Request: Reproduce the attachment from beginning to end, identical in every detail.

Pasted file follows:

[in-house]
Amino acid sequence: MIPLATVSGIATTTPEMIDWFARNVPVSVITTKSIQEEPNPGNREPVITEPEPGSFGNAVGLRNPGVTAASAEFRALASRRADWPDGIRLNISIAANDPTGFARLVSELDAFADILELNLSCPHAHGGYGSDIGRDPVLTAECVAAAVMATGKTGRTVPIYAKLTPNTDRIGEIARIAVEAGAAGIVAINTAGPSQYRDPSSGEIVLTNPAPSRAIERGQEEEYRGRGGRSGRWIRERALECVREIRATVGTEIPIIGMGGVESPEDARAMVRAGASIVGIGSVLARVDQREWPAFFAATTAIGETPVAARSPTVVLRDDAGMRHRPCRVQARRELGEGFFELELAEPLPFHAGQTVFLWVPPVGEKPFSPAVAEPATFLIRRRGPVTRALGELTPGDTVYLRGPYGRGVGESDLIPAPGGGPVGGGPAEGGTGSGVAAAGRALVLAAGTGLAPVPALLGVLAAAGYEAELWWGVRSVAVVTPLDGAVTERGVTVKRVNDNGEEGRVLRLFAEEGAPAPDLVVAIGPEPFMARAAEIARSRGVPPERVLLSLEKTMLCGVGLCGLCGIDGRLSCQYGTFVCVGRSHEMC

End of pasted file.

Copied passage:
[in-house]
Amino acid sequence: MIPLATVSGIATTTPEMIDWFARNVPVSVITTKSIQEEPNPGNREPVITEPEPGSFGNAVGLRNPGVTAASAEFRALASRRADWPDGIRLNISIAANDPTGFARLVSELDAFADILELNLSCPHAHGGYGSDIGRDPVLTAECVAAAVMATGKTGRTVPIYAKLTPNTDRIGEIARIAVEAGAAGIVAINTAGPSQYRDPSSGEIVLTNPAPSRAIERGQEEEYRGRGGRSGRWIRERALECVREIRATVGTEIPIIGMGGVESPEDARAMVRAGASIVGIGSVLARVDQREWPAFFAATTAIGETPVAARSPTVVLRDDAGMRHRPCRVQARRELGEGFFELELAEPLPFHAGQTVFLWVPPVGEKPFSPAVAEPATFLIRRRGPVTRALGELTPGDTVYLRGPYGRGVGESDLIPAPGGGPVGGGPAEGGTGSGVAAAGRALVLAAGTGLAPVPALLGVLAAAGYEAELWWGVRSVAVVTPLDGAVTERGVTVKRVNDNGEEGRVLRLFAEEGAPAPDLVVAIGPEPFMARAAEIARSRGVPPERVLLSLEKTMLCGVGLCGLCGIDGRLSCQYGTFVCVGRSHEMC